The Minnesota shift, also known as the jump shift, was an American football maneuver in which an offensive team shifted from one formation into another pre-determined formation on signal prior to the snap of the ball. It was the forerunner to all quick shifts in American football. The intent of the Minnesota shift was to keep the defense off balance and disguise the offense's intended point of attack. To be effective, the shift into the new formation was supposed to be done quickly and the ball snapped immediately afterward. University of Minnesota Golden Gophers coach Dr. Henry L. Williams is credited with its invention in the first decade of the 20th century, and his institution lends its name to the shift.
The maneuver gained national attention when it was adopted by period powerhouse Yale University in 1910. Williams, an 1891 graduate of Yale, had earlier repeatedly offered to mentor his alma mater in the formation, but was rebuffed because the Elis would "not [take] football lessons from a Western university." In 1910, the Elis suffered early season setbacks at the hands of inferior opponents, and sought an advantage to use in its game against strong Princeton and Harvard squads. Former Yale end Thomas L. Shevlin, who had served as an assistant coach at Minnesota, taught the team the shift. Yale used the Minnesota shift against both opponents, and beat Princeton, 5–3, and tied Harvard, 0–0.
In 1917, Wisconsin head coach John R. Richards claimed that Chicago's legendary Amos Alonzo Stagg had never been able to develop a counter to the Minnesota shift. In 1921, Ohio State employed a maneuver it called "guards over" that "checked the touted Minnesota shift more completely than any other Conference team has ever done," which forced the Gophers to resort unsuccessfully to the forward pass. The following season, Michigan also effectively shut down the shift behind good line play.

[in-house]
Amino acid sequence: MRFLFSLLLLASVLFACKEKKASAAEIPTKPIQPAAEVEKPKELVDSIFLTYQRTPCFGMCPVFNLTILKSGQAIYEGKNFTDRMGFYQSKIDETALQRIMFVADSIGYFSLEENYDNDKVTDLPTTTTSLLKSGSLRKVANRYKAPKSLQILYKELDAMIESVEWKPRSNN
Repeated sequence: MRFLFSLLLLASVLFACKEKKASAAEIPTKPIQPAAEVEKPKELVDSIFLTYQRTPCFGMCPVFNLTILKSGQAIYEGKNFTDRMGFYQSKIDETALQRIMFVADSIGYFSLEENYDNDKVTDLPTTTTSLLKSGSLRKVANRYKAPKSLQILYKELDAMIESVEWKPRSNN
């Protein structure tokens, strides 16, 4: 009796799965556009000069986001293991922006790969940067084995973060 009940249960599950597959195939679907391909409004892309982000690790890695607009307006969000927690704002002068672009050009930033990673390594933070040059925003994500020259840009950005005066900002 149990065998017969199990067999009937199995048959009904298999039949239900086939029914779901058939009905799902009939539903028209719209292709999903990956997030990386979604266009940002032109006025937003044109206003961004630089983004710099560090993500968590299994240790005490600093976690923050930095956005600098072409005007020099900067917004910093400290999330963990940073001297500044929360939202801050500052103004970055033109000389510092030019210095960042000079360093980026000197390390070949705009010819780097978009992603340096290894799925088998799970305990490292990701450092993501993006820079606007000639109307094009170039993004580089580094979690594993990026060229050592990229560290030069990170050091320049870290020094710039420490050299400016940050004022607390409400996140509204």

Both John Heisman and William Alexander employed the jump shift. In their system, the quarterback, both halfbacks, and fullback would be in a line, as you would in an I-formation with an extra halfback. Then the three players which were not to receive the ball from center would shift all to one side. A split second elapsed, then Tech hiked the ball and the wall of three blockers charged on.
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- "Tom Shevlin of Yale, Kindly Swashbuckler", The Anaconda Standard (reprinted in part from the New Haven Register), November 14, 1915.
- The University of Chicago Magazine, Volume 10, p. 84, University of Chicago, Alumni Association, 1917.
- The Ohio State University Monthly, Volume 13, p. 24, Ohio State University Alumni Association, 1921.
- The Michigan Alumnus, Volume 28, p. 207, Alumni Association of the University of Michigan, 1922.
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- John Heisman. "Jump Shift Is A Legal Play". The Washington Herald. Retrieved June 2, 2015 – via Newspapers.com.